In a third aspect of the invention, a plastic bag is mounted inside of the water-collecting containers.
In a fourth aspect of the invention, a novel drain valve is provided.
Further objects and advantages of the present invention will become apparent as the following description proceeds, taken in conjunction with the accompanying drawings in which:
FIG. 1 shows a perspective view of the water sampling device of the present invention.
FIG. 2 shows a side view of the water sampler device of the present invention.
FIG. 3 shows a top view of the bottles of the present invention with the cylindrical valve closed.
FIG. 4 shows a top view of the bottles of the present invention with the cylindrical valve opened.
FIG. 5 shows a side view of one of the bottles of the present invention.
FIG. 6 shows a partially cut away view of one of the bottles of the present invention.
FIG. 7 shows a perspective view of one of the bottles of the present invention.
FIG. 8 shows an exploded view of the triggering mechanism of the present invention.
FIG. 9 is a cross sectional view showing the triggering mechanism in its loaded position wherein the cylindrical valve is closed.
FIG. 10 is a cross sectional view showing the trigger mechanism in its second stop position when the cylindrical valve is in its opened position.
FIG. 11 is a cross sectional view which shows the trigger mechanism in its third stop position when the cylindrical valve is again closed to contain the water sample.
FIG. 12 is a perspective view of the drain valve of the present invention.
FIG. 13 is a cross sectional view of the drain valve of the present invention in its closed disposition.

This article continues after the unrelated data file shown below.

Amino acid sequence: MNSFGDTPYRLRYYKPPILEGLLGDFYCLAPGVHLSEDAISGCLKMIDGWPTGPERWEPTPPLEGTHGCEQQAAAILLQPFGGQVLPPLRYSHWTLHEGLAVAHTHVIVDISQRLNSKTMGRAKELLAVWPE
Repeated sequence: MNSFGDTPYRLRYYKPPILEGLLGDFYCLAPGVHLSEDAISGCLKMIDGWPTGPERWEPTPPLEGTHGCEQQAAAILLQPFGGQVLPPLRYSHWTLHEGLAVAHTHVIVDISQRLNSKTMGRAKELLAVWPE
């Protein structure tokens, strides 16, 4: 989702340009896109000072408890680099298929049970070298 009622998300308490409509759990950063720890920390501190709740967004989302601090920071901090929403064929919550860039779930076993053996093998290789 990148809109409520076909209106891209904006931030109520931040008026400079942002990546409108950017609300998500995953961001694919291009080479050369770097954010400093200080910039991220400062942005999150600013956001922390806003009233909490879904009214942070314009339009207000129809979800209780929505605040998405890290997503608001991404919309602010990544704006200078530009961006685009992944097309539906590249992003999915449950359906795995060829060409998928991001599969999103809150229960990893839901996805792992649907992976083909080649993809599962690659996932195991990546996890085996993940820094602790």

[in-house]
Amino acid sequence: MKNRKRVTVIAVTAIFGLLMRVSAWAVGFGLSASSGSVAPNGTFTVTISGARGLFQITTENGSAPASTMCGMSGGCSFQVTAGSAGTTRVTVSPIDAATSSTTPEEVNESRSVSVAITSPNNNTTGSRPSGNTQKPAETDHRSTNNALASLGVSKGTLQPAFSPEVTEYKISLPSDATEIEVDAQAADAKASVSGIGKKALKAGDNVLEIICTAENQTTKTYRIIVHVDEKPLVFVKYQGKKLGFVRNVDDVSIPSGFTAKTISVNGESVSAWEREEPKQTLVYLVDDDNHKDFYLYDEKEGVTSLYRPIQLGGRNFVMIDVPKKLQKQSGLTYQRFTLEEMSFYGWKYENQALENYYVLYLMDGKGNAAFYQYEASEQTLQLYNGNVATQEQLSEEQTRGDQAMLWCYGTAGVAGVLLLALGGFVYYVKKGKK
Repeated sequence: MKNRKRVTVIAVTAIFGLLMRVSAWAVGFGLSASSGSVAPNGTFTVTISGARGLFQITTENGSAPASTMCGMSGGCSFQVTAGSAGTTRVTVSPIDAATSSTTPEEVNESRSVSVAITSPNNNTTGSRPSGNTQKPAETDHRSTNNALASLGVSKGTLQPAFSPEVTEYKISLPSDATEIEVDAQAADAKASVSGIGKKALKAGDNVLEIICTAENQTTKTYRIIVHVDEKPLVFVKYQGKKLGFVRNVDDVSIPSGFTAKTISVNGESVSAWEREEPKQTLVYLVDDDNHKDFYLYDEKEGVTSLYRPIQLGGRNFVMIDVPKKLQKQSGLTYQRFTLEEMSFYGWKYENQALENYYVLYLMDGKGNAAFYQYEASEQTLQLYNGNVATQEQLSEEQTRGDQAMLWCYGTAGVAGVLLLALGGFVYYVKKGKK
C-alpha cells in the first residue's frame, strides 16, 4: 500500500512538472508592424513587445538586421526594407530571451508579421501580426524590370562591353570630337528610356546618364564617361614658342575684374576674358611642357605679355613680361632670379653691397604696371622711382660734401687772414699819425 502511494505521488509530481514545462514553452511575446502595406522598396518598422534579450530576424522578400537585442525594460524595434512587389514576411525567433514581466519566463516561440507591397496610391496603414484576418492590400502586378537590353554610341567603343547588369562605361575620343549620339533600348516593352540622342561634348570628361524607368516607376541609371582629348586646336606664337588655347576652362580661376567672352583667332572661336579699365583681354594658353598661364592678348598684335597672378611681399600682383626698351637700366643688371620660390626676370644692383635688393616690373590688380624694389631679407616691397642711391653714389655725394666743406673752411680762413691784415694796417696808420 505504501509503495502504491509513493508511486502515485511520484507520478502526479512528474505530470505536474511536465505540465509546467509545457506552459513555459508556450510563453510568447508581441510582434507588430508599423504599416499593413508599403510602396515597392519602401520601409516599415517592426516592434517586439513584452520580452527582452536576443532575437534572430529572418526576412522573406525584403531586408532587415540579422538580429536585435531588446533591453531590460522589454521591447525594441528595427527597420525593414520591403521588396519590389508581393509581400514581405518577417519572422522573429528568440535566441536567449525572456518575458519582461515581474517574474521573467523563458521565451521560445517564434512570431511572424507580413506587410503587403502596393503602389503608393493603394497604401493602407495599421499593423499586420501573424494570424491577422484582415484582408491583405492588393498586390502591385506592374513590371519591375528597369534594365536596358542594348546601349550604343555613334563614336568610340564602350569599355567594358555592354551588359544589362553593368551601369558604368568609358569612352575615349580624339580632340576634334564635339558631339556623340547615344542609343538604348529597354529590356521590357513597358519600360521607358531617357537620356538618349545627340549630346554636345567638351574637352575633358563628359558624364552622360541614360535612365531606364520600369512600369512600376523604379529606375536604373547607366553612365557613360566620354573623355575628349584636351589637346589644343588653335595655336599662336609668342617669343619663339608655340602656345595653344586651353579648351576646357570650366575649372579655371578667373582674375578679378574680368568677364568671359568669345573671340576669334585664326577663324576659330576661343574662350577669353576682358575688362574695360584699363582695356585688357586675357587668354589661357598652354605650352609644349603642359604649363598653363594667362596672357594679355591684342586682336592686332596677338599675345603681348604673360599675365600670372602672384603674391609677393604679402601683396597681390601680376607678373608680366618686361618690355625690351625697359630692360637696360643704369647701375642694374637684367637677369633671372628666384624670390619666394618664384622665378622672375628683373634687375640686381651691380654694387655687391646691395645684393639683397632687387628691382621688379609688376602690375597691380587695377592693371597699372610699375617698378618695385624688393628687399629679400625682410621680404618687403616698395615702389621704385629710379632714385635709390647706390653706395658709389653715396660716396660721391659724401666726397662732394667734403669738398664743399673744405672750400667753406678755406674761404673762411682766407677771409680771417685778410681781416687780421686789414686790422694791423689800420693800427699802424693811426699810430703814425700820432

FIG. 14 is a cross sectional view of the drain valve of the present invention in its opened disposition.
FIG. 15 is a schematic diagram of the electrical circuits for sequentially activating solenoids.
FIG. 16 shows the signals as generated in the circuitry of FIG. 15.
Referring to the FIGS. 1 and 2, wherein like numerals are used to designate similar parts throughout the several views, the numeral 10 refers to a water sampling device which includes a holder 12 on which a plurality of water-collecting containers, i.e., sampler bottles 14 are mounted. Referring to FIGS. 3 through 7, each of the sampler bottles 14 include a pair of opposed cylindrical valves 16 and 18 positioned at each end and capable of rotating from closed to opened, and then opened to closed positions, similar to that shown in U.S. Pat. No. 4,593,570. As shown in FIGS. 1 and 2, lowering power cable 20 is connected to the water sampling device 10 so that it can be lowered into the water. As certain depth are reached, the water sampling device is triggered so that selected sampler bottles 14 collect the water at the selected depth. As shown in FIGS. 5 and 6, the cylindrical valves 16 and 18 rotate to their closed position so as to create a sealed sample. When the device 10 is brought up to the surface, the device 10 will have mounted thereon a plurality of sealed bottles 14 containing samples of water from known and predetermined depths.